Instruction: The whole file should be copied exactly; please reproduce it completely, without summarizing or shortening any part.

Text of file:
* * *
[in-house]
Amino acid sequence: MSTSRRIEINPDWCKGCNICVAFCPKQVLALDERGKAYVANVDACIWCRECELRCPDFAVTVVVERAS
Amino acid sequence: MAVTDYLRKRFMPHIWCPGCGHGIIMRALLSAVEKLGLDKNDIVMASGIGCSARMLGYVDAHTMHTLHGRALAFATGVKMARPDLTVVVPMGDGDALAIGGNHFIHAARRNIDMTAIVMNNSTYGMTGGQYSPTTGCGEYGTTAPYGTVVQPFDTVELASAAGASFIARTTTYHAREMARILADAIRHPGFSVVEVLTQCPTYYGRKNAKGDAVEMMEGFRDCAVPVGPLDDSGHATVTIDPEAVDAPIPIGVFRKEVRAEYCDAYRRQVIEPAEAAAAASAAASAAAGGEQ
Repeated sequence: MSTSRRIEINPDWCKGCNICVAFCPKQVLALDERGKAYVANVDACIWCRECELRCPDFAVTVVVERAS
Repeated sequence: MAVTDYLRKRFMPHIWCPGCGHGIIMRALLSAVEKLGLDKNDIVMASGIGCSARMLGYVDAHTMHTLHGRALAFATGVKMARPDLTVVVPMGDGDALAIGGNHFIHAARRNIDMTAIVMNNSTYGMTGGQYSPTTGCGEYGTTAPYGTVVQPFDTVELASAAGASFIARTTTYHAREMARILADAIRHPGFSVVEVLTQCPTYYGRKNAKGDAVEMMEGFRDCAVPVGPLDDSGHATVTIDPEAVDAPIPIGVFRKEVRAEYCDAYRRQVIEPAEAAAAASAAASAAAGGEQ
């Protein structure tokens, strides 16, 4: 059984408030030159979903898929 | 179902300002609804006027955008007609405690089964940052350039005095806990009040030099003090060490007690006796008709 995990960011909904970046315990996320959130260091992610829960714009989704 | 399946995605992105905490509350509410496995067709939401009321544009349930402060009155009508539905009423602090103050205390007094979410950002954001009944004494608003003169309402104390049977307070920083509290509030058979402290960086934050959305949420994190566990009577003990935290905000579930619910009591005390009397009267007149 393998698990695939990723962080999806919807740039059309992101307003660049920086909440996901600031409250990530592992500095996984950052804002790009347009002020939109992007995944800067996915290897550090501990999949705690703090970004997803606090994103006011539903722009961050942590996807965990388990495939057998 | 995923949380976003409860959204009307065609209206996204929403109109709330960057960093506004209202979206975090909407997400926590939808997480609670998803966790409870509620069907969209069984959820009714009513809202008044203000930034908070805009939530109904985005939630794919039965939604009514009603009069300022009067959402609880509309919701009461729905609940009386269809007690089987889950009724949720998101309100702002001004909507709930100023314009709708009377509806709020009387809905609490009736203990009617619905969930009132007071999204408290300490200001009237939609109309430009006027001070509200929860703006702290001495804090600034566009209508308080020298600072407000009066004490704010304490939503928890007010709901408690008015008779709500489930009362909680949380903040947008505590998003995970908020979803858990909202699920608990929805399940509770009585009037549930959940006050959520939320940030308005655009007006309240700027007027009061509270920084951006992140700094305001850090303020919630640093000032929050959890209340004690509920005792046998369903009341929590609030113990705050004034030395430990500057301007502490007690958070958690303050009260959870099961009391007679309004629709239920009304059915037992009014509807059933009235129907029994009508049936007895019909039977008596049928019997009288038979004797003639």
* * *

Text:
[in-house]
Amino acid sequence: MSTSRRIEINPDWCKGCNICVAFCPKQVLALDERGKAYVANVDACIWCRECELRCPDFAVTVVVERAS
Amino acid sequence: MAVTDYLRKRFMPHIWCPGCGHGIIMRALLSAVEKLGLDKNDIVMASGIGCSARMLGYVDAHTMHTLHGRALAFATGVKMARPDLTVVVPMGDGDALAIGGNHFIHAARRNIDMTAIVMNNSTYGMTGGQYSPTTGCGEYGTTAPYGTVVQPFDTVELASAAGASFIARTTTYHAREMARILADAIRHPGFSVVEVLTQCPTYYGRKNAKGDAVEMMEGFRDCAVPVGPLDDSGHATVTIDPEAVDAPIPIGVFRKEVRAEYCDAYRRQVIEPAEAAAAASAAASAAAGGEQ
Repeated sequence: MSTSRRIEINPDWCKGCNICVAFCPKQVLALDERGKAYVANVDACIWCRECELRCPDFAVTVVVERAS
Repeated sequence: MAVTDYLRKRFMPHIWCPGCGHGIIMRALLSAVEKLGLDKNDIVMASGIGCSARMLGYVDAHTMHTLHGRALAFATGVKMARPDLTVVVPMGDGDALAIGGNHFIHAARRNIDMTAIVMNNSTYGMTGGQYSPTTGCGEYGTTAPYGTVVQPFDTVELASAAGASFIARTTTYHAREMARILADAIRHPGFSVVEVLTQCPTYYGRKNAKGDAVEMMEGFRDCAVPVGPLDDSGHATVTIDPEAVDAPIPIGVFRKEVRAEYCDAYRRQVIEPAEAAAAASAAASAAAGGEQ
């Protein structure tokens, strides 16, 4: 059984408030030159979903898929 | 179902300002609804006027955008007609405690089964940052350039005095806990009040030099003090060490007690006796008709 995990960011909904970046315990996320959130260091992610829960714009989704 | 399946995605992105905490509350509410496995067709939401009321544009349930402060009155009508539905009423602090103050205390007094979410950002954001009944004494608003003169309402104390049977307070920083509290509030058979402290960086934050959305949420994190566990009577003990935290905000579930619910009591005390009397009267007149 393998698990695939990723962080999806919807740039059309992101307003660049920086909440996901600031409250990530592992500095996984950052804002790009347009002020939109992007995944800067996915290897550090501990999949705690703090970004997803606090994103006011539903722009961050942590996807965990388990495939057998 | 995923949380976003409860959204009307065609209206996204929403109109709330960057960093506004209202979206975090909407997400926590939808997480609670998803966790409870509620069907969209069984959820009714009513809202008044203000930034908070805009939530109904985005939630794919039965939604009514009603009069300022009067959402609880509309919701009461729905609940009386269809007690089987889950009724949720998101309100702002001004909507709930100023314009709708009377509806709020009387809905609490009736203990009617619905969930009132007071999204408290300490200001009237939609109309430009006027001070509200929860703006702290001495804090600034566009209508308080020298600072407000009066004490704010304490939503928890007010709901408690008015008779709500489930009362909680949380903040947008505590998003995970908020979803858990909202699920608990929805399940509770009585009037549930959940006050959520939320940030308005655009007006309240700027007027009061509270920084951006992140700094305001850090303020919630640093000032929050959890209340004690509920005792046998369903009341929590609030113990705050004034030395430990500057301007502490007690958070958690303050009260959870099961009391007679309004629709239920009304059915037992009014509807059933009235129907029994009508049936007895019909039977008596049928019997009288038979004797003639």